Under the 2006 constitution, Kasaï-Occidental was to have been divided into two provinces by 18 February 2009. Kasai District and the city of Tshikapa were to combine and become a new Kasai Province, and Lulua District would be combined with the city of Kananga to form the new Lulua Province. As of 24 May 2014, this had not taken place.
French is the official language. Tshiluba also known as the Luba-Kasai language is spoken by about 6.3 million people in the Kasai region. It is the primary spoken language in the province and it is natively spoken in the cities of Kananga and Tshikapa, also in the Demba territory, dimbelenge territory (Except the Lukibu sector), Dibaya territory (except the Tshishilu sector), Kazumba territory (except the Kavula, Bashi-mboyi, and Tshitadi sectors)in Kamonia territory (Except the Bapende, Lovua-Lushiku, lovua-longatshimo, and Kasai-Longatshimo sectors), and in the Luebo territory (except some area in the northwest on the town of lwebo). Tshiluba is used as a first or second language in many towns outside its native area notably in the towns of Luebo, mweka, Ilebo, Kakenge, Luiza, Kamonia, etc...
Others natively spoken languages are:
- Lele (Cishilele/Ushilele) is spoken in the Territory of Ilebo except in the south part precisely in the south part of the Sud-Banga Sector.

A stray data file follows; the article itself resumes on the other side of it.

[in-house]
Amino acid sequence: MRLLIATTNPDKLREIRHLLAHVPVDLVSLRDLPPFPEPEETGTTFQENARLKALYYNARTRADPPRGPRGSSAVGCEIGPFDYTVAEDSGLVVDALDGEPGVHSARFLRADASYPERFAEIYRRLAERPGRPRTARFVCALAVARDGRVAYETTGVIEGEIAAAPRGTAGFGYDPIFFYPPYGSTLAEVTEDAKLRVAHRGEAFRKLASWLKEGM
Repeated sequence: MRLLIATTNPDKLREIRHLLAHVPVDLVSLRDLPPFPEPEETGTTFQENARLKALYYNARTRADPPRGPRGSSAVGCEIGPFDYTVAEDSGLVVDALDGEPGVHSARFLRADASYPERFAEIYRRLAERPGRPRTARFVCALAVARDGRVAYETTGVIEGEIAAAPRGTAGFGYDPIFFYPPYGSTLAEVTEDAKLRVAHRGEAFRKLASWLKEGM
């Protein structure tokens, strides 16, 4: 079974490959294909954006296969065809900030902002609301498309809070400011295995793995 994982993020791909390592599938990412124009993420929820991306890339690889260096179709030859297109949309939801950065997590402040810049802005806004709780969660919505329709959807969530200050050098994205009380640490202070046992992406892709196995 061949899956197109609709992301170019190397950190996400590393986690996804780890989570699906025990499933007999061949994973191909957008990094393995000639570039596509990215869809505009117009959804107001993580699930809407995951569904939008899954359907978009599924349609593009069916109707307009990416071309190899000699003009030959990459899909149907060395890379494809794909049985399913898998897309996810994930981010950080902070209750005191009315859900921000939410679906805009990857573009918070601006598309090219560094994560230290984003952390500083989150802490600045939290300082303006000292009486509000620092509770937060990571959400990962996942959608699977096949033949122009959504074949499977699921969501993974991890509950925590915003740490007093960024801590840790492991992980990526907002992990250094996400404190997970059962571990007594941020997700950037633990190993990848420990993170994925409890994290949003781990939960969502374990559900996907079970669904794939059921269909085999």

- Kuba (Bushong, Cikuba) is spoken throughout the Mweka Territory.
- Pende (Gipende) is spoken in the Bapende sector in the Kamonia Territory.
- Wongo in the southern part of the Sud-Banga sector in the Ilebo Territory.
- Lwalwa is spoken in the Kabalekese sector in the Luiza Territory.
- Kete Nord (Cikete) is spoken in the northwest of Luebo territory including the town of luebo (historically, though the current language is Ciluba); in some parts of the sectors of Luebo-Wedi and Ndjoko-Punda.
- Kete Sud (Cikete) is spoken in the Dibaya Territory exclusively in the Tshishilu sector; also in the Luiza territory in the Bambayi, bushimayi, and Kalunga Sectors.
- Salampasu (Cisalampasu)in the Luiza territory in the sectors of: Lueta, Loatshi, Lusanza, and some part of Kalunga.
- Bindji sud (Cibindji) in the sectors of Kavula, Bashi-Mboyi, and Tshitadi in the Kazumba territory.
- Bindi nord (Mbangani) is spoken in the sector of Lukibu in the Dimbelenge Territory.
- Ngongo in some part of the ndegese-ikolombe sector in the Dekese territory.
- Songomeno is spoken in the southern part of the Dekese territory between the Lukeni and Sankuru rivers.
- Dengese is spoken in the dekese territory in the north beyond the Lukeni river.
The major religion is Christianity, with Catholicism being the largest faith.
- Blaes, X. (October 2008). "Découpage administratif de la République Démocratique du Congo" (PDF). PNUD-SIG. Archived from the original (PDF) on 2010-04-01. Retrieved 2011-12-09.
- "Kasai-Occidental: largest cities and towns and statistics of their population". World Gazetteer. Archived from the original on 10 February 2013.
- "Constitution de la République démocratique du Congo: Article 226". Wikisource.
- "The AMP conclave: Another step towards 2011 elections". Congo Siasa.